Source | www.msn.com
NEW DELHI, May 29 — India’s large information technology (IT)services companies could fire around 56,000 employees this year, Mint reported in early May . That’s double the number they usually fire, the report added.
People I know in the IT business admit that this is a conservative estimate and that the real number could be much higher. Across the sector – this would mean looking beyond the top seven companies Mint considered – the casualty list could add up to between 100,000 and 200,000, they claim.
That’s worrying. Since the late 1990s, when legions of COBOL-crunching Indian IT coders helped exterminate the millennium bug, India’s IT services companies have become employers of choice (and, more importantly, employers of scale) for young engineers. At their peak, they were hiring any engineer who came their way (and made the cut). In the mid-2000s, the CEO of a large (diversified) engineering company told me that his firm, one of the most respected in the country, couldn’t find any engineers because of “these IT guys”.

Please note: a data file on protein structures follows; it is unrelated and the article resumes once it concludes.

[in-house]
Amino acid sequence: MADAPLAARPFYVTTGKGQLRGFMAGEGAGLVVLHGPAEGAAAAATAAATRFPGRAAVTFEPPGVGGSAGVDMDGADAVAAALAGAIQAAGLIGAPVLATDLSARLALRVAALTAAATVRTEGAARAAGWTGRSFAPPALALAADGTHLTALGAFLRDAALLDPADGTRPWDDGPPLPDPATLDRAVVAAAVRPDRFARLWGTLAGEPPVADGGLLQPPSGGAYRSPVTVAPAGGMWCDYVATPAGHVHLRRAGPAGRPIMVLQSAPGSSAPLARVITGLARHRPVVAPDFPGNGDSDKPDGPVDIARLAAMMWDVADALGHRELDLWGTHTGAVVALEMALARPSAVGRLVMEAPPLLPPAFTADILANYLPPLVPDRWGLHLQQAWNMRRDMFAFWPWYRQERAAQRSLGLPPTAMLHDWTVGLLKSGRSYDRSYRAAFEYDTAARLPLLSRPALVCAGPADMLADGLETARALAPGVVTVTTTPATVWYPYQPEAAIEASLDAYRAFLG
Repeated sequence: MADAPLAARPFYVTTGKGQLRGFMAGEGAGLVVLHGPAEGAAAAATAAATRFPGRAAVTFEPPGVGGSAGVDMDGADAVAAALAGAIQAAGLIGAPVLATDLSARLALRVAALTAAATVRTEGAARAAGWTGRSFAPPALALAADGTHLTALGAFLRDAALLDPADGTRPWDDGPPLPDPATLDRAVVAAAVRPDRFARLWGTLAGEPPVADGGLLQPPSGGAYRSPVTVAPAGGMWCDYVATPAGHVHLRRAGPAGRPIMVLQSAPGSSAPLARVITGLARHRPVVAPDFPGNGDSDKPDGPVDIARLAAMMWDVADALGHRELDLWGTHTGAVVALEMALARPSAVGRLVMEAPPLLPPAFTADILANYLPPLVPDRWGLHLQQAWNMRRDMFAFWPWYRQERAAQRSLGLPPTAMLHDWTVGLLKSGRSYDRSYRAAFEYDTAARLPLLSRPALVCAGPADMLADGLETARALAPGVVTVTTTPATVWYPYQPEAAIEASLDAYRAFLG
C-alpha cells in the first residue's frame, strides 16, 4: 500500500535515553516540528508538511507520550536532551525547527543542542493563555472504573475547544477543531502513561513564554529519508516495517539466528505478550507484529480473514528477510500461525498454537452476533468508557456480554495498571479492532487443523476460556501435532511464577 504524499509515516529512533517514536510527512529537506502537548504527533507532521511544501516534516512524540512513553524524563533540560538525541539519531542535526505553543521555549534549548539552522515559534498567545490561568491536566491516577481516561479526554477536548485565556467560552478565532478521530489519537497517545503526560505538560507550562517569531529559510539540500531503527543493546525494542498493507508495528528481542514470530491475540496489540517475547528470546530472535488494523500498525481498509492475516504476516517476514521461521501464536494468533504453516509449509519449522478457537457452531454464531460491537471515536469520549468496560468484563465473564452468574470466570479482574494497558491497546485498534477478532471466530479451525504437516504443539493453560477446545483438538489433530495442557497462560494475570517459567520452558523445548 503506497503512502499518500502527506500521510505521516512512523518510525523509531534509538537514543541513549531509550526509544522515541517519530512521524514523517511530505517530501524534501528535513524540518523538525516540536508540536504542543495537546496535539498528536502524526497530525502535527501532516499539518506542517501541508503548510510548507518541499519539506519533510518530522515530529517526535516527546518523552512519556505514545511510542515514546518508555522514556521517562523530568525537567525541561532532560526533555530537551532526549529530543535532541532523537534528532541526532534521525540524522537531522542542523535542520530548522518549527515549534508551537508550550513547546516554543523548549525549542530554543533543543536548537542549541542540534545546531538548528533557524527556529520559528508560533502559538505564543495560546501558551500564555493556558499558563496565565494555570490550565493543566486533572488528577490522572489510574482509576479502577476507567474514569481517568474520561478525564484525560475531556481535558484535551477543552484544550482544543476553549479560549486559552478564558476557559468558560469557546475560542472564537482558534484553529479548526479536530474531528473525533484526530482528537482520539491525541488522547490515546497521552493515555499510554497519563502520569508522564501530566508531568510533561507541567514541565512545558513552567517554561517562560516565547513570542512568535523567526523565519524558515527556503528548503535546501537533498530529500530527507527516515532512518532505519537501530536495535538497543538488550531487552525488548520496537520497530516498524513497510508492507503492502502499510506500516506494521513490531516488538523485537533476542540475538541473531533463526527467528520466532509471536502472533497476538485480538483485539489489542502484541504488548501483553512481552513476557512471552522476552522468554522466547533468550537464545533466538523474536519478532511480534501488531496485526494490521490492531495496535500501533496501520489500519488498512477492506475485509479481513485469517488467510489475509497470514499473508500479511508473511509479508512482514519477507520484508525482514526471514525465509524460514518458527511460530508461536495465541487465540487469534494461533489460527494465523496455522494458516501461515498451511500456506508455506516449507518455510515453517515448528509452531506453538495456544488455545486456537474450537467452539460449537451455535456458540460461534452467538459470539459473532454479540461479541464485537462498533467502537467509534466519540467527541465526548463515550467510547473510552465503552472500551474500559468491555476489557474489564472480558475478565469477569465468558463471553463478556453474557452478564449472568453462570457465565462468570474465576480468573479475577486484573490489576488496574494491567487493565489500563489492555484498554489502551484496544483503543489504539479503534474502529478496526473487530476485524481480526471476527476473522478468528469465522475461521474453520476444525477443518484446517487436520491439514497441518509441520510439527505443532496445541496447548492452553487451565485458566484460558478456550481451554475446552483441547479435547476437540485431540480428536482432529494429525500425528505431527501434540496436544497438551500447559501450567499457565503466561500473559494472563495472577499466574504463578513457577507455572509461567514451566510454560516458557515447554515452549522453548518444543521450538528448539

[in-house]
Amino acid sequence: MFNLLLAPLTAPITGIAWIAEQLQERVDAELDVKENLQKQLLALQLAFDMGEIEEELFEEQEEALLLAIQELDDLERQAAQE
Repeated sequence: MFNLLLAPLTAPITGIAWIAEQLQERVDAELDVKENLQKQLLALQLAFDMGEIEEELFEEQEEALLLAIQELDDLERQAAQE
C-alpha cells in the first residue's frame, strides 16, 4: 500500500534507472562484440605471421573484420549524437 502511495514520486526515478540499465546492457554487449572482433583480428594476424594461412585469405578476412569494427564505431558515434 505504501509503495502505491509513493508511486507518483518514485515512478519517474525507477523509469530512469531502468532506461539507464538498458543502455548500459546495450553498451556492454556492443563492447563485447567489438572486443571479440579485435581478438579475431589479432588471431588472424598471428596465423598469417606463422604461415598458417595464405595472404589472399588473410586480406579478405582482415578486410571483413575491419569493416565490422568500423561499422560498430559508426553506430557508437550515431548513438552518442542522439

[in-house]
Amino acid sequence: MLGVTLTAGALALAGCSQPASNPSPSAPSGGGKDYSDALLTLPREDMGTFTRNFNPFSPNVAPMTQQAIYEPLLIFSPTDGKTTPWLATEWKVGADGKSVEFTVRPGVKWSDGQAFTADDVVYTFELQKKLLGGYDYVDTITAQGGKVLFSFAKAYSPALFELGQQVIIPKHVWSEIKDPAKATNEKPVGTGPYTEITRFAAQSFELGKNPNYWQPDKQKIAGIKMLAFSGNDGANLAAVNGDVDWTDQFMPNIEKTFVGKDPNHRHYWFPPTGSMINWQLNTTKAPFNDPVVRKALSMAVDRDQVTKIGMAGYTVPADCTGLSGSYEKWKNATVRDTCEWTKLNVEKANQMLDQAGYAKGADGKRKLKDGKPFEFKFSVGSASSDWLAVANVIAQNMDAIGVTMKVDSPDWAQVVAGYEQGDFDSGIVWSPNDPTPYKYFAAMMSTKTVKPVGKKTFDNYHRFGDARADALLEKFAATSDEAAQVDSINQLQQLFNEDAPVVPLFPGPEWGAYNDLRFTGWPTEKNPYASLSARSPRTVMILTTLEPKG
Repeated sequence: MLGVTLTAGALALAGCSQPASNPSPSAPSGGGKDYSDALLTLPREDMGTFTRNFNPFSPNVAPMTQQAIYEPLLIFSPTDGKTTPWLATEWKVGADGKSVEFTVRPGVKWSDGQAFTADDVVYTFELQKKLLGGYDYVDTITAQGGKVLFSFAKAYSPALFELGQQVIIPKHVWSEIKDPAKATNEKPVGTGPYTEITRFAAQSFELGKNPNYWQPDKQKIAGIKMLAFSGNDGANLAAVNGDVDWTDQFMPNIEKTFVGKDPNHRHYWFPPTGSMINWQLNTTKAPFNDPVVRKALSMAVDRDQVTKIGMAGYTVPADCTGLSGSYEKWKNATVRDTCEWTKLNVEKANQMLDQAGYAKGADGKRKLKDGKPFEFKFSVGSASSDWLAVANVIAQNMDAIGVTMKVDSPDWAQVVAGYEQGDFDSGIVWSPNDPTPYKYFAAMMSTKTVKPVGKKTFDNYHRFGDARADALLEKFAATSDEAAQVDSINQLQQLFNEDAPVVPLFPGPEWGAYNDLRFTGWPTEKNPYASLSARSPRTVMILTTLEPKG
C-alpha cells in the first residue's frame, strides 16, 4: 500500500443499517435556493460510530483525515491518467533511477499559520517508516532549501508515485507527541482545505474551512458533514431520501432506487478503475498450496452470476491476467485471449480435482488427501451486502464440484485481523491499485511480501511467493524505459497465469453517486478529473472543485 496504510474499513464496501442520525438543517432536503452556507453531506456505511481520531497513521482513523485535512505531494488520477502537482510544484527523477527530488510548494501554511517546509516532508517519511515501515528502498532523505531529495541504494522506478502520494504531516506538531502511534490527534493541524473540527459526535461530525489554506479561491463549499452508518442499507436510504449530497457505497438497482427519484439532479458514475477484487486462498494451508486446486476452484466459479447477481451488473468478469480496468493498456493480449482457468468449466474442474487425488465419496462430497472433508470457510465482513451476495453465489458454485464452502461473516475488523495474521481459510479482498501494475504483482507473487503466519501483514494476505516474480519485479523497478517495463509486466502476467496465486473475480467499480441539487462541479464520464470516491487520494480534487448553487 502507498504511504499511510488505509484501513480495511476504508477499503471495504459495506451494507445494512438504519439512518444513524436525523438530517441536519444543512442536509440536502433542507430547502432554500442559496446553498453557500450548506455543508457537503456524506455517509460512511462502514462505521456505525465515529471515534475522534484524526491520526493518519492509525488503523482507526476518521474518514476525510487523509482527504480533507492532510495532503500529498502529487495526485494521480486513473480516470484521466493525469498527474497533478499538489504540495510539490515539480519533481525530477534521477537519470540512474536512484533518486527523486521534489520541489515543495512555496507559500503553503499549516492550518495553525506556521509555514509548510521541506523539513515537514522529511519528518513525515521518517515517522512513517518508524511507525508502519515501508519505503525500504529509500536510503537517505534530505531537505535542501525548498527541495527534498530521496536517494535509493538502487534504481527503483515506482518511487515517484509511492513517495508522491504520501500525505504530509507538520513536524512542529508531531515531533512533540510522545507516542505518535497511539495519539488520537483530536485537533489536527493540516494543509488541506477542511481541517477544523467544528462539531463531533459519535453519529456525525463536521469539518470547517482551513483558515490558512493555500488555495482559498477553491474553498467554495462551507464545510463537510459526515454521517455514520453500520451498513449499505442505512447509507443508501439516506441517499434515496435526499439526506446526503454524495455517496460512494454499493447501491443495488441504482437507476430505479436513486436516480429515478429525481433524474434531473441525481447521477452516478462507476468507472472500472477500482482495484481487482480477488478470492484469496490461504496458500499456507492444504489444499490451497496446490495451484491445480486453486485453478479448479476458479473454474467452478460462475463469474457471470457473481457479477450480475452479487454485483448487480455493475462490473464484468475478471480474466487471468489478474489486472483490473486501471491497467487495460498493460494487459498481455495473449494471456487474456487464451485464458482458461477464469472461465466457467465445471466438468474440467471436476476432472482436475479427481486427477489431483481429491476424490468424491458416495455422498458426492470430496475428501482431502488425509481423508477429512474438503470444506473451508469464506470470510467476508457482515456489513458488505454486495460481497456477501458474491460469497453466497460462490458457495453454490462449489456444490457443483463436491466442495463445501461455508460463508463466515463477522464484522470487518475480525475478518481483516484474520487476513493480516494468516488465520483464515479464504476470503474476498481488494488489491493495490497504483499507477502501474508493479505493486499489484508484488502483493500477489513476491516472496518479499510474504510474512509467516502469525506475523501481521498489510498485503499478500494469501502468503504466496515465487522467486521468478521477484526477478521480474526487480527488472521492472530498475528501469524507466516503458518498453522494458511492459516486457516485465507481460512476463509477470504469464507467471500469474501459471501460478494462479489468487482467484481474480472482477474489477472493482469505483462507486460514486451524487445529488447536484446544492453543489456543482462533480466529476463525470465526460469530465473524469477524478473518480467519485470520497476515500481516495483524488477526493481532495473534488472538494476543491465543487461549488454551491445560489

The boom in IT services was fed by, and in turn, reinforced, a boom in engineering education. Many of the colleges were churning out unemployable engineers but this wasn’t a problem either for the colleges (the students would get snapped up, usually in their third year, by one of the IT companies) or the companies (most had parallel engineering schools running on their sprawling campuses to which these graduates would then head – a sort of finishing school for engineers).
Both booms are now at risk. Why did it come to this?
Blame it on the innovator’s dilemma. The theory – there’s a book of the same name – by Clayton M. Christensen, a professor at Harvard Business School, says the very factors that contributed to a company’s success – focus on a segment and innovative workflow processes – could eventually result in its failure, especially in the face of disruptive change. Christensen is on the board of our largest IT services company, Tata Consultancy Services Ltd.